5 Priorities For Optimizing The Post-Pandemic Customer Journey

The pandemic inextricably altered the retail sector. Most prominently a surge in online shopping boosted eCommerce revenue by nearly $175 billion in 2020. Today, the eCommerce share of U.S. retail sales is at its highest, which is likely the result of shifting consumer shopping habits. At the same time, nearly 70 percent of all eCommerce shoppers abandon their carts before making a purchase, which equates to a significant opportunity for businesses to capitalize on the shifting retail landscape.

As retailers plan for the post-pandemic shopping experience, it’s clear that many COVID-19-related commerce trends are here to stay, such as rapid delivery, curbside pickup, and virtual shopping experiences, which all proved popular and effective methods for moving merchandise.

As Stefan Larsson, chief executive of the company that owns the Tommy Hilfiger and Calvin Klein brands, recently told The Wall Street Journal, “Consumers found some of the experiences forced by Covid to be convenient. Anything that they perceive as making their life easier will be here to stay.”

Moving forward, retailers need to optimize the customer journey for a digital-first shopping journey, executing both technical and practical elements to deliver unparalleled shopping experiences that keep customers coming back for more. Here are 5 priorities for today’s retailers looking to thrive in this new environment.

#1 Page Load Speed

Online shoppers demand a seamless shopping experience that’s immediate, engaging, and dynamic, making slow websites a liability for online retailers. According to a recent report, slow page load times cost companies billions in missed sales opportunities, and 70 percent of consumers report a slow website caused them to abandon a purchase.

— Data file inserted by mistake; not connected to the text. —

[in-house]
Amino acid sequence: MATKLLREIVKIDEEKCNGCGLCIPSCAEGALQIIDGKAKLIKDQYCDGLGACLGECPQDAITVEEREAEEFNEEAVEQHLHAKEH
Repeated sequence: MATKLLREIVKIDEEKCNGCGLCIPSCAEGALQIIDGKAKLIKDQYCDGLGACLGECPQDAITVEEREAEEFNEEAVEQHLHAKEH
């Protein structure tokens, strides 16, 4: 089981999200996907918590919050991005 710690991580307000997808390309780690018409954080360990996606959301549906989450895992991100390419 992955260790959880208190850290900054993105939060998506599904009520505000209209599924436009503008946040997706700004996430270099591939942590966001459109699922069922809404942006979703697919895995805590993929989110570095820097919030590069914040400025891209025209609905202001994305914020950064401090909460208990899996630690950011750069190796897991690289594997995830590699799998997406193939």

Incredibly, retailers have just seconds to respond. It’s estimated that 40 percent of consumers will abandon a web page if it takes more than three seconds to load, and eCommerce sites perform best when they load within two seconds.

This narrow window makes web development a critical element of online sales conversion. To combat technical issues, consider page speed monitoring tools like GTMetrix and Monitis. In addition, perform regular checks on pages. If sustained speed patterns persist, developer teams need to quickly identify and fix the problem.

#2 Site Performance

Online retailers need to be prepared for large numbers of buyers during peak periods or festive shopping seasons. When online retailers aren’t reliable, the costs can be significant. In 2019, Costco’s website couldn’t account for surging Thanksgiving traffic, crashing for 16 hours, and costing the company nearly $11 million in lost sales.


Even world-class online retailers have learned this lesson the hard way. In 2018 Amazon’s website crashed for more than an hour on Prime Day, the company’s self-created high-traffic shopping day. Similarly, Macy’s online store went offline for several hours on Black Friday, leaving customers in the lurch and creating a backlash on social media. Even Chipotle’s website couldn’t handle the web traffic on Guac Day. Every minute that a website is offline is a missed opportunity to convert sales and damages long-term brand reputation.

Ensure websites are prepared for large numbers of shoppers by thoroughly analyzing performance issues experienced during peak traffic times. Discover your tipping point, and add capacity as needed.

 #3 Buyer-Specific Functionality